verb (used with object), tran·scribed, tran·scrib·ing.
to make a written copy, especially a typewritten copy, of (dictated material, notes taken during a lecture, or other spoken material).
to make an exact copy of (a document, text, etc.).
to write out in another language or alphabet; translate or transliterate: to transcribe Chinese into English characters.
Phonetics. to represent (speech sounds) in written phonetic or phonemic symbols.
Radio. to make a recording of (a program, announcement, etc.) for broadcasting.
Music. to arrange (a composition) for a medium other than that for which it was originally written.
Genetics. to effect genetic transcription of (a DNA molecule template).
Origin of transcribe
Dictionary.com Unabridged Based on the Random House Unabridged Dictionary, © Random House, Inc. 2019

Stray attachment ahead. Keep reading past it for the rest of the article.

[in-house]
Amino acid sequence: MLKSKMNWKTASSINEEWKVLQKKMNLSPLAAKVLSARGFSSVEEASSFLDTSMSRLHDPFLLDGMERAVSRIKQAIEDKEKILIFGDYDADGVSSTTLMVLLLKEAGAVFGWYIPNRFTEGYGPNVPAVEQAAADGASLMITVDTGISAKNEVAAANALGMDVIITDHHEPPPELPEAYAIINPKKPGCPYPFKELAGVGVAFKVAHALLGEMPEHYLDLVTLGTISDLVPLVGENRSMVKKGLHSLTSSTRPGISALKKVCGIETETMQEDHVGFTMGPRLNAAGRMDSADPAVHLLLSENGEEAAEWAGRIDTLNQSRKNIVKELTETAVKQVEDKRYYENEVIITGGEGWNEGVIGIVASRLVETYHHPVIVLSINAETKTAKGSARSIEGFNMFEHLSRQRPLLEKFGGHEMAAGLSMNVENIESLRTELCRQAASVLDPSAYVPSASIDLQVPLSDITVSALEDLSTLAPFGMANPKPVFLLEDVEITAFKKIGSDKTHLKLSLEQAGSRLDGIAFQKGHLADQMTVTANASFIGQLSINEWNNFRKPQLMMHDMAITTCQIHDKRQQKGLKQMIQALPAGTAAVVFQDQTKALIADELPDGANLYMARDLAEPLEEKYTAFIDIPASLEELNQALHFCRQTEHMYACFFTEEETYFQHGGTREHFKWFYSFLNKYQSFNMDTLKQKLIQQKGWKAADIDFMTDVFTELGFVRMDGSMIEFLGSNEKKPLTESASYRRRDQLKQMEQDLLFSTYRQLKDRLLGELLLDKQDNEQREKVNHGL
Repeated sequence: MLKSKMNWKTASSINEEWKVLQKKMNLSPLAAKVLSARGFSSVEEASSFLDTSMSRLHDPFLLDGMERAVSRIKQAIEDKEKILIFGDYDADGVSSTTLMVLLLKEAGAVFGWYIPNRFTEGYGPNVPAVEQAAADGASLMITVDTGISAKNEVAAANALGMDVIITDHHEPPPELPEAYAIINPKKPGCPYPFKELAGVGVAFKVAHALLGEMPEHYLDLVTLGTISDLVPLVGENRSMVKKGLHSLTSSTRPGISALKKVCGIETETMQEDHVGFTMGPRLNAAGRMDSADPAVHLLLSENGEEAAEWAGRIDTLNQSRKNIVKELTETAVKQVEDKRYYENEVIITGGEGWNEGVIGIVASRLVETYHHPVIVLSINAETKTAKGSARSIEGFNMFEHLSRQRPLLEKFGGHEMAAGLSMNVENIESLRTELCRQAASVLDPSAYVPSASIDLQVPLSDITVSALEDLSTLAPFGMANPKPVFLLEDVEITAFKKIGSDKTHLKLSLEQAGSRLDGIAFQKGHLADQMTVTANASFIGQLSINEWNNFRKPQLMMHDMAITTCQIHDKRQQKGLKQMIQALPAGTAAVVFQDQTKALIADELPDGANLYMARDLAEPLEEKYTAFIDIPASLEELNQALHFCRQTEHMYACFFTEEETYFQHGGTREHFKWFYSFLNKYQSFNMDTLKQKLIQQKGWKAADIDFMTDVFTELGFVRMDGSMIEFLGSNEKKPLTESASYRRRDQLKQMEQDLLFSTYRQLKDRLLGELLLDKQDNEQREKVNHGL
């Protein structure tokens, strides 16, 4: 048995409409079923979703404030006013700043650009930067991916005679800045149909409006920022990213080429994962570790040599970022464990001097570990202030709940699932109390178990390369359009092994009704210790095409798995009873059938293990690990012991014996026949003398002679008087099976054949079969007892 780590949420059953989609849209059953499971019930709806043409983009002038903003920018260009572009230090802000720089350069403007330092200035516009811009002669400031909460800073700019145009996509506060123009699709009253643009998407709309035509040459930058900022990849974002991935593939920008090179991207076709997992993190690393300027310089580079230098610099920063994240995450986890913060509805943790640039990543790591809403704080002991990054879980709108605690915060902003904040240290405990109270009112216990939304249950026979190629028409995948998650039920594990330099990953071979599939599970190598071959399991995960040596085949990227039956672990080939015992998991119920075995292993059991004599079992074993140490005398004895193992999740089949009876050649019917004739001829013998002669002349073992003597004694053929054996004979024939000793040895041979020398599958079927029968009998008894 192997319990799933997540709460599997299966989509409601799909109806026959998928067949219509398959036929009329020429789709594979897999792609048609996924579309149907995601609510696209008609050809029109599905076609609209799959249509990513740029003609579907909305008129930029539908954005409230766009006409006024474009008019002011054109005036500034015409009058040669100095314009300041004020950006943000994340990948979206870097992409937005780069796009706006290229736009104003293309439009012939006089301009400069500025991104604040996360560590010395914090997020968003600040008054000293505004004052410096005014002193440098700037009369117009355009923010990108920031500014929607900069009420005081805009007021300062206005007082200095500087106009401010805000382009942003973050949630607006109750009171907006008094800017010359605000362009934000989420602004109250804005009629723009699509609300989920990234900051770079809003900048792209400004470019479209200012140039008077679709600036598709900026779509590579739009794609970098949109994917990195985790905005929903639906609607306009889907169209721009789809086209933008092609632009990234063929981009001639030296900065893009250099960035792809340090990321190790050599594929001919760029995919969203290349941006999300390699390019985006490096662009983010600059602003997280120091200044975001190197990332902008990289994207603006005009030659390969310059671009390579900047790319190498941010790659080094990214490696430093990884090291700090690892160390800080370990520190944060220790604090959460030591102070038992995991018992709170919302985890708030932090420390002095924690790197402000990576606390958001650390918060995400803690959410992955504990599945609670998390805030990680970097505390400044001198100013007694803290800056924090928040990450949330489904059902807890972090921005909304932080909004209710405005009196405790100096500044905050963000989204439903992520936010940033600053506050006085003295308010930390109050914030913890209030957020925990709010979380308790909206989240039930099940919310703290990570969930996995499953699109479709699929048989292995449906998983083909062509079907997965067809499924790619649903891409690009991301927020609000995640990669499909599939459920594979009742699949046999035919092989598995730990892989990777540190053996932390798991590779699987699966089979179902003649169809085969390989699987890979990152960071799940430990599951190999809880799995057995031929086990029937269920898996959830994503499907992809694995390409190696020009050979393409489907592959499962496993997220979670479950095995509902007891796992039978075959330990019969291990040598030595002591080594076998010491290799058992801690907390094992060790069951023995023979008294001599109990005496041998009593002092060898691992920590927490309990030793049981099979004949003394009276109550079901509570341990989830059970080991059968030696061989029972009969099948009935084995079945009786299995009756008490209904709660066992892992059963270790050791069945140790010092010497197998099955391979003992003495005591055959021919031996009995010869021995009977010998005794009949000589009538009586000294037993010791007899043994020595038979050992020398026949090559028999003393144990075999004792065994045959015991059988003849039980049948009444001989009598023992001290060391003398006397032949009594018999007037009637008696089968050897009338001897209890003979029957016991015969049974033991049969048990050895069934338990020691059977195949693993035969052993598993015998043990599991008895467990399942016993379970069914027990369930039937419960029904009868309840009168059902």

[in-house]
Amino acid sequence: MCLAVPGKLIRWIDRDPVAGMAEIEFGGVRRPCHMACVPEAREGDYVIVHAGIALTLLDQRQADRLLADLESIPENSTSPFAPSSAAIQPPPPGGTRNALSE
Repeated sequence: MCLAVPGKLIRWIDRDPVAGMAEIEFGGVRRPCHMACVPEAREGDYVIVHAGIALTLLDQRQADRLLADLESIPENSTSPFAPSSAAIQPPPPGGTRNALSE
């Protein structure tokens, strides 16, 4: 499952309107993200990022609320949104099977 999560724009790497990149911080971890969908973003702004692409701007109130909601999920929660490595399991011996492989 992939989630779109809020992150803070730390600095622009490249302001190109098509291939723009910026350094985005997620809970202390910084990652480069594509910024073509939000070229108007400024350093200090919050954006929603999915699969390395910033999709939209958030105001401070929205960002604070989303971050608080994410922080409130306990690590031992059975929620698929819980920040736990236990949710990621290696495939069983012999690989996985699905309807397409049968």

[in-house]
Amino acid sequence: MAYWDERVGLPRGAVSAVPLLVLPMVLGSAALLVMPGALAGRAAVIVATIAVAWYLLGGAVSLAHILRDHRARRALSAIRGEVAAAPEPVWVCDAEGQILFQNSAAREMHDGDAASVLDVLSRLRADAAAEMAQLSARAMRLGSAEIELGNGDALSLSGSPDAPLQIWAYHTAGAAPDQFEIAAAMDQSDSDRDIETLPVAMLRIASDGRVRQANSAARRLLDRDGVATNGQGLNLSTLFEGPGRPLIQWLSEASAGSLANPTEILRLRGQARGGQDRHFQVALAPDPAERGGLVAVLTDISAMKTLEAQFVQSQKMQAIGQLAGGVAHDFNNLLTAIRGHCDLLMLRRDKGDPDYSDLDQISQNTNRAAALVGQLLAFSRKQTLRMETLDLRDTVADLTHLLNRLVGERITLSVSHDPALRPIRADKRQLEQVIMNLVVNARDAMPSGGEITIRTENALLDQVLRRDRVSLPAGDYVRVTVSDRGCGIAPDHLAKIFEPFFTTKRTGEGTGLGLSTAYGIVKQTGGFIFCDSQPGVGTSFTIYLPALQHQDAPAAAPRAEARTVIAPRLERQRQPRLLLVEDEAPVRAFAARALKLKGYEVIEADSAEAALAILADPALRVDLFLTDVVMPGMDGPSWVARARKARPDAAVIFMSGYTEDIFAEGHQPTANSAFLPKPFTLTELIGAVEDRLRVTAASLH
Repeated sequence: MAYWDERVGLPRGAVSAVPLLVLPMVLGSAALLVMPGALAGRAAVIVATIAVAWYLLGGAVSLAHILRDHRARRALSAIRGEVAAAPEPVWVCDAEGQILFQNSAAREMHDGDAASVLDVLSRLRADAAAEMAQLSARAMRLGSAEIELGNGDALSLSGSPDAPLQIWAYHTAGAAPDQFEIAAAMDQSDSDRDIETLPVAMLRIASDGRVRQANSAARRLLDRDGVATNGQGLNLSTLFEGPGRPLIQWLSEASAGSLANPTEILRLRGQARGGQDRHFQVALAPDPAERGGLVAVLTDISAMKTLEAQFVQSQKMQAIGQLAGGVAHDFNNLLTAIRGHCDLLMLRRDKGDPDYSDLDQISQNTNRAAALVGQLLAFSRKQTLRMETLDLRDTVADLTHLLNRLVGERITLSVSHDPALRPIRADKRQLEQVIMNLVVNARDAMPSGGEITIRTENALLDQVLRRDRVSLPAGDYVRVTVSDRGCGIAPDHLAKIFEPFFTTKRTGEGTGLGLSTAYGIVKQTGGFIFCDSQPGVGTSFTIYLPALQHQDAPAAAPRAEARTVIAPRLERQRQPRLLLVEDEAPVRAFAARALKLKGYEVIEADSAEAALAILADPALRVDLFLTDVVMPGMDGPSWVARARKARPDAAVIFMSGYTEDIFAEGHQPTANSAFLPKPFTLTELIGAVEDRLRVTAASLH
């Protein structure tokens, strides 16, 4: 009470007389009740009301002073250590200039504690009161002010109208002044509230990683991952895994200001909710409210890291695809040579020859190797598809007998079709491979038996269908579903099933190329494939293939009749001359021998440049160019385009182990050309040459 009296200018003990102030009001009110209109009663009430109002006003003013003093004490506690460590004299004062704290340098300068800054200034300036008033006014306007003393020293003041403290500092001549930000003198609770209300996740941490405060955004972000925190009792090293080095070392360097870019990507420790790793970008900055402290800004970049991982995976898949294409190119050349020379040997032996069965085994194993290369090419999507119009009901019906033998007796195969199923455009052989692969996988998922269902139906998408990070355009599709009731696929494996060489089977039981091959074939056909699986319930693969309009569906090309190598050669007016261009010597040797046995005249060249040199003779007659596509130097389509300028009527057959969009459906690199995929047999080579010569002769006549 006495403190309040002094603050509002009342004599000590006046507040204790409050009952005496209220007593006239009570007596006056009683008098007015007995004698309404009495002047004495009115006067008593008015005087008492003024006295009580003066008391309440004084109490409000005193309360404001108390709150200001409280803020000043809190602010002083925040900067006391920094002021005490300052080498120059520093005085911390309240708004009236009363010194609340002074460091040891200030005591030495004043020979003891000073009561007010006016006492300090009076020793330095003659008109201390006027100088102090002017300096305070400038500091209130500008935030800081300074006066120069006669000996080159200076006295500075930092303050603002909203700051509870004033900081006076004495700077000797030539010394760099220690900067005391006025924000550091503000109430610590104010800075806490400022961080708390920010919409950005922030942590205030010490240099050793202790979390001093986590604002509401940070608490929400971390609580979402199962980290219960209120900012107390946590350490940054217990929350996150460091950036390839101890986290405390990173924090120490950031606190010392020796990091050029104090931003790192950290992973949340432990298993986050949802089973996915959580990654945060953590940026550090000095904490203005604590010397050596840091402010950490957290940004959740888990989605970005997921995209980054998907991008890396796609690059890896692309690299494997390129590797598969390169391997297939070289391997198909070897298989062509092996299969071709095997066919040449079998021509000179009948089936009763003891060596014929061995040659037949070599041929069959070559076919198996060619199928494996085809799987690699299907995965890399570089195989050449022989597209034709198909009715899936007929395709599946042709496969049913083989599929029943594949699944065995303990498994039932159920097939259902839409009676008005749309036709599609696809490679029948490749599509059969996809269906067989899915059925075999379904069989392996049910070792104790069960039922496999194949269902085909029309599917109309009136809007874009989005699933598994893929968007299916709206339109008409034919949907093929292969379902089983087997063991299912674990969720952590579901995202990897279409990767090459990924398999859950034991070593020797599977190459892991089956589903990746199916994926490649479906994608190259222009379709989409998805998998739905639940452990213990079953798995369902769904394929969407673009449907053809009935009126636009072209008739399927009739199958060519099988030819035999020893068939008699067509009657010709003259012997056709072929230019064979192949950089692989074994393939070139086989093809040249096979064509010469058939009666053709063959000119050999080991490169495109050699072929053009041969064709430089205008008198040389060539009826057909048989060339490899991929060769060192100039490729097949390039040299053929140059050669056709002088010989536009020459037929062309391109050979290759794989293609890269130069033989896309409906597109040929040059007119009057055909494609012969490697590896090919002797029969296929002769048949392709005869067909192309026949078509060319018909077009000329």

to write, type, or print out fully from speech, notes, etc
to make a phonetic transcription of
to transliterate or translate
to make an electrical recording of (a programme or speech) for a later broadcast
music to rewrite (a piece of music) for an instrument or medium other than that originally intended; arrange
- to transfer (information) from one storage device, such as punched cards, to another, such as magnetic tape
- to transfer (information) from a computer to an external storage device
Word Origin for transcribe
C16: from Latin transcrībere, from trans- + scrībere to write
Collins English Dictionary - Complete & Unabridged 2012 Digital Edition © William Collins Sons & Co. Ltd. 1979, 1986 © HarperCollins Publishers 1998, 2000, 2003, 2005, 2006, 2007, 2009, 2012
Online Etymology Dictionary, © 2010 Douglas Harper